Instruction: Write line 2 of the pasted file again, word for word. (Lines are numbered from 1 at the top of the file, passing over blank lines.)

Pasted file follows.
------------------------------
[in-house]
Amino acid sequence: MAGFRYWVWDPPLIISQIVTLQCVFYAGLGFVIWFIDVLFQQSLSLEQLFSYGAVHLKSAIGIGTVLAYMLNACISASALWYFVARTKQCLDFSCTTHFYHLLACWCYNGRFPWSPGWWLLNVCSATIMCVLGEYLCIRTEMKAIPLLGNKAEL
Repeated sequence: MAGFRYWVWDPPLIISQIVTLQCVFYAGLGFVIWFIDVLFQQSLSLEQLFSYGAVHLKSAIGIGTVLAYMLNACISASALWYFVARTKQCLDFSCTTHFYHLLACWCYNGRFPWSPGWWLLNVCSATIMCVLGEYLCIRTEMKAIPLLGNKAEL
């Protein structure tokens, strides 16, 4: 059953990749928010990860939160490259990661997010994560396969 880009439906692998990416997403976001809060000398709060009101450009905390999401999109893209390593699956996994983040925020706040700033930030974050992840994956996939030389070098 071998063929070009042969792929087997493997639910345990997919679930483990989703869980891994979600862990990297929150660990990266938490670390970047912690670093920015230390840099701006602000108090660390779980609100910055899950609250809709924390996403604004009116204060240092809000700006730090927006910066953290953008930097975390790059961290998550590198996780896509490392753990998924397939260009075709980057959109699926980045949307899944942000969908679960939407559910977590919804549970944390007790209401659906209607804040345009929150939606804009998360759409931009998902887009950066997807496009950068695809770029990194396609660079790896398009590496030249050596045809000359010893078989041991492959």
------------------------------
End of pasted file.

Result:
Amino acid sequence: MAGFRYWVWDPPLIISQIVTLQCVFYAGLGFVIWFIDVLFQQSLSLEQLFSYGAVHLKSAIGIGTVLAYMLNACISASALWYFVARTKQCLDFSCTTHFYHLLACWCYNGRFPWSPGWWLLNVCSATIMCVLGEYLCIRTEMKAIPLLGNKAEL